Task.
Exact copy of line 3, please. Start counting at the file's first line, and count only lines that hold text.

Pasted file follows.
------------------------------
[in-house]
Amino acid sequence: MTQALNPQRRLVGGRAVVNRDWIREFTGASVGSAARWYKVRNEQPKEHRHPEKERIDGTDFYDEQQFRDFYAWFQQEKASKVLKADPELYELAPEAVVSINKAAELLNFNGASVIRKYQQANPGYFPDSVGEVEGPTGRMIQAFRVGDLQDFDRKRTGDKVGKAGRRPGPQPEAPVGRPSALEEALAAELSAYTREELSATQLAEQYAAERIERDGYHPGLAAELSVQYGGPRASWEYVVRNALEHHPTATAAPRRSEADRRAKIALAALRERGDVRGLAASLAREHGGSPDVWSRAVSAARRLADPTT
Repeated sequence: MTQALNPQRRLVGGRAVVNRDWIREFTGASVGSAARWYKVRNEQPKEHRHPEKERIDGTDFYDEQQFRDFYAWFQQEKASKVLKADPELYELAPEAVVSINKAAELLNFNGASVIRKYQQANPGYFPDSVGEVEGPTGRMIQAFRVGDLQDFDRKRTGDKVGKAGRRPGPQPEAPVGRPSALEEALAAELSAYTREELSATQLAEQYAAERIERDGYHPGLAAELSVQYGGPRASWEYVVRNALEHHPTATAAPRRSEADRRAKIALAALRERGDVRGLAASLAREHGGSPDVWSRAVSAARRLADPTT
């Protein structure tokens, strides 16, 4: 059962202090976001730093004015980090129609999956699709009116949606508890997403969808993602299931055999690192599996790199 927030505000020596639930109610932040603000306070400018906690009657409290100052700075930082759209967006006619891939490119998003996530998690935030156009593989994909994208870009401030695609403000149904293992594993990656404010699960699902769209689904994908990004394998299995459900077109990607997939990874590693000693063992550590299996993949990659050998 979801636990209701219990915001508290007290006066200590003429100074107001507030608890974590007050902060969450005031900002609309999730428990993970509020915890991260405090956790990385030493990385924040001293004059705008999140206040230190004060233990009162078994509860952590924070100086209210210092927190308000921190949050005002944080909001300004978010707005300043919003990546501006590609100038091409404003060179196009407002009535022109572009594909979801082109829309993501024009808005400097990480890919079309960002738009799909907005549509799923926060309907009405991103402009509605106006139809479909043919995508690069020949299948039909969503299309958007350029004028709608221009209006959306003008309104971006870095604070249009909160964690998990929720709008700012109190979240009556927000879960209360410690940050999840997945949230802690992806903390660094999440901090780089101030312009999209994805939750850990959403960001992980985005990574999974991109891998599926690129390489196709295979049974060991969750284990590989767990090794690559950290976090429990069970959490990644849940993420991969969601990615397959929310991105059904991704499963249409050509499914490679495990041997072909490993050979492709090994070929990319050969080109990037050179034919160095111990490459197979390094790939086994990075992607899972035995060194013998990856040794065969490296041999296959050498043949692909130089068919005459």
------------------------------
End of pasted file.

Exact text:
Repeated sequence: MTQALNPQRRLVGGRAVVNRDWIREFTGASVGSAARWYKVRNEQPKEHRHPEKERIDGTDFYDEQQFRDFYAWFQQEKASKVLKADPELYELAPEAVVSINKAAELLNFNGASVIRKYQQANPGYFPDSVGEVEGPTGRMIQAFRVGDLQDFDRKRTGDKVGKAGRRPGPQPEAPVGRPSALEEALAAELSAYTREELSATQLAEQYAAERIERDGYHPGLAAELSVQYGGPRASWEYVVRNALEHHPTATAAPRRSEADRRAKIALAALRERGDVRGLAASLAREHGGSPDVWSRAVSAARRLADPTT